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304 Posts
Originally posted by Twilight@Jan 24 2004, 02:00 PM
Ford only owns 30% of Mazda. How does a Mazda sale count as a Ford sale?
Toyotas 51% ownership of Hyundai and Hino trucks allow them to include those companies total sales. Ford has a controlling interest of Mazda at thirty something percent but the Mazda salws are not counted. Land Rover, Volvo, Jaguar, Astin Martin etc. sales are counted because Ford owns them outright. Toyota is also the number one car seller in the USA according to the article.

Ford has already handled the situation IMHO. Are we forgetting about the entirely new line of vehicles coming out? Freestyle, 500, Futura, Freestar plus all the new Mercury vehicles as well as some new Linconls and all the redesigning Ford is doing. Ford must own more of Mazda than we realize b/c they are using Ford's 3.0L Duratec in the Mazda6 IIRC. Plus there is a new Ford or Mercury, not sure which, that I was reading about that will use Mazda's rotary engine. Just wait til the 04 or 05 numbers come out and I think you'll see a rebound by Ford.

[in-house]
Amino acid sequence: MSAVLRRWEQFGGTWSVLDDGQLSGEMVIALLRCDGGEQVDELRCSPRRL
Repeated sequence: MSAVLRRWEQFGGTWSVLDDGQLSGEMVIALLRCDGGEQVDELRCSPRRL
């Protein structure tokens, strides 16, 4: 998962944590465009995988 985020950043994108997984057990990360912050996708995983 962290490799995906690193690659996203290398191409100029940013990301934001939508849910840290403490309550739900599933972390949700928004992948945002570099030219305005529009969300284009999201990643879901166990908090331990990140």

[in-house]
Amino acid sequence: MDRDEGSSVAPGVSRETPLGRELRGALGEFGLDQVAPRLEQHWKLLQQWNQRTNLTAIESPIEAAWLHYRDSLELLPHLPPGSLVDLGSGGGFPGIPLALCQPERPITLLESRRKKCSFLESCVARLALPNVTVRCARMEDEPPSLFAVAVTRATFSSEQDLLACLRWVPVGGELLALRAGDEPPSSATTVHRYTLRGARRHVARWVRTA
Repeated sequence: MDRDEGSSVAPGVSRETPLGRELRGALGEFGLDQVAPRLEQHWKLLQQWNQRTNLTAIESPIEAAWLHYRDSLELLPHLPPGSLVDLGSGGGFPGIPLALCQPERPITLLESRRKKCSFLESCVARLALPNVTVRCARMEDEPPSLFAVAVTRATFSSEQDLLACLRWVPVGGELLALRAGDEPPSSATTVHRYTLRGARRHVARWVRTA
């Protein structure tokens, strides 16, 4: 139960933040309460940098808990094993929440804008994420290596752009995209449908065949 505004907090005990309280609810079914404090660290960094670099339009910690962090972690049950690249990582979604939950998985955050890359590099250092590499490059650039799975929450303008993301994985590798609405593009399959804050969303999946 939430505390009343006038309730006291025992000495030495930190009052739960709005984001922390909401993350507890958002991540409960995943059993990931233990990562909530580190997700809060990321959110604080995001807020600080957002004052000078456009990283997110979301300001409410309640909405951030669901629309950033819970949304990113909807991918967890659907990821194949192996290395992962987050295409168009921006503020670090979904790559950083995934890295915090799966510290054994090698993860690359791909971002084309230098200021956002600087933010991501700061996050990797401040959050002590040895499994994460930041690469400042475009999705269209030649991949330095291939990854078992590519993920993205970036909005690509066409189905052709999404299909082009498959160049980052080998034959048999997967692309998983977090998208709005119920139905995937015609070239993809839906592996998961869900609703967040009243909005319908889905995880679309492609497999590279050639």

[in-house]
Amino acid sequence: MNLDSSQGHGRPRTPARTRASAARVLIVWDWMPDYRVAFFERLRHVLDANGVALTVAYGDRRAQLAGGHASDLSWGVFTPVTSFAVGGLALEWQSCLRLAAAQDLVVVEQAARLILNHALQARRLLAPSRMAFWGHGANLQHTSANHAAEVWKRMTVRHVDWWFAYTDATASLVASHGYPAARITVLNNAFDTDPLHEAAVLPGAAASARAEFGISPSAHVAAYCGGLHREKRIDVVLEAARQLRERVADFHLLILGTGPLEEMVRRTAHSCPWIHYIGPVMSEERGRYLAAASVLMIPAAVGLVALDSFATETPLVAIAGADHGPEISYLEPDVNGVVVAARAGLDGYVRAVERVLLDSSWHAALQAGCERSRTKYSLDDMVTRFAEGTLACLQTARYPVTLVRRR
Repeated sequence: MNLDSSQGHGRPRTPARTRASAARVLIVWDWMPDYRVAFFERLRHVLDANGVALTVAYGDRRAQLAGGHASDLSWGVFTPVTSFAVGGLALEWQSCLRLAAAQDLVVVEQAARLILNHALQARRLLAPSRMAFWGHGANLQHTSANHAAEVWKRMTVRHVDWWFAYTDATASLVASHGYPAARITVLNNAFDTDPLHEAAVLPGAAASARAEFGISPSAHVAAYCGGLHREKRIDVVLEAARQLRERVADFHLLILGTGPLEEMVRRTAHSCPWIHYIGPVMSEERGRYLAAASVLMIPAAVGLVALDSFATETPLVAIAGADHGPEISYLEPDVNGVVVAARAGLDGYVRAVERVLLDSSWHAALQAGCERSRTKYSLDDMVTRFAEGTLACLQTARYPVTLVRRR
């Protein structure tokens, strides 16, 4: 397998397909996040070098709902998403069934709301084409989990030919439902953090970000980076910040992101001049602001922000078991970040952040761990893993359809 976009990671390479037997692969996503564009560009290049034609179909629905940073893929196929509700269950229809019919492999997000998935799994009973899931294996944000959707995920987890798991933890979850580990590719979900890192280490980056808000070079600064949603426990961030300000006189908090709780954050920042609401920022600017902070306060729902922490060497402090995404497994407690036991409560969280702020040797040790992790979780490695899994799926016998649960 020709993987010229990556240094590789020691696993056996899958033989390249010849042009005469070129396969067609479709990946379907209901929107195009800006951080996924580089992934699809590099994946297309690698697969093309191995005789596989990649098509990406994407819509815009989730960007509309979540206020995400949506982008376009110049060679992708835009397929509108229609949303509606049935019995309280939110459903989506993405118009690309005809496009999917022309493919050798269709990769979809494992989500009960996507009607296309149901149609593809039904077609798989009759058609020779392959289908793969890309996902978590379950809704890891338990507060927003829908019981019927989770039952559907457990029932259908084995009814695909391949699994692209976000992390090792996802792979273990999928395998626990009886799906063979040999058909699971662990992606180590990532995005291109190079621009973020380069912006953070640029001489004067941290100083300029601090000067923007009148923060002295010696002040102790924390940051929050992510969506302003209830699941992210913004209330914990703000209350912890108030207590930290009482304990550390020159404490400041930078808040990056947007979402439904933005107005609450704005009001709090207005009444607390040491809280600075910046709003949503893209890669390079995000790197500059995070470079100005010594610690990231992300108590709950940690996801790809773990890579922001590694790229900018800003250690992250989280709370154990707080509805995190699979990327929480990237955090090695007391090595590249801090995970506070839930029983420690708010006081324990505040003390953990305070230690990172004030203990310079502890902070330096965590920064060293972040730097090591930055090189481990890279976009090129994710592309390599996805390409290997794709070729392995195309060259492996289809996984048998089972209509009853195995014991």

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LOL I remember seeing the Scion Tc. The Turd supercharger for it allows the car to gain a whopping 40 horsepower.

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Toyota has a ton of trucks & suv's too.

Off the top of my head:

4Runner, Tacoma, Tundra, Highlander, Sequoia, LandCruiser, & Rav 4. Thats more than Ford has. And Ford has 5 cars and Toyota has 7.

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57 Posts
Discussion Starter · #13 ·
pay attention to the part i bolded. Ford pays too much attention to its trucks and SUVs and even the article sights that as the major cause of fords slip to #3.

January 24, 2004 E-mail story Print

Toyota Cuts in Front of Ford as No. 2
Japanese firm's rapid growth shows that even biggest U.S. names are unsafe in global market.

By John O'Dell, Times Staff Writer

Japanese giant Toyota Motor Corp. sped past American corporate icon Ford Motor Co. last year to become the world's second-biggest car company, according to sales figures released Friday.

The ascension marks a major milestone for Toyota, which began as a small weaving factory in 1918, didn't produce its first vehicle until 1935 and as recently as 1966 sold a mere 20,000 cars and trucks in the crucial U.S. auto market.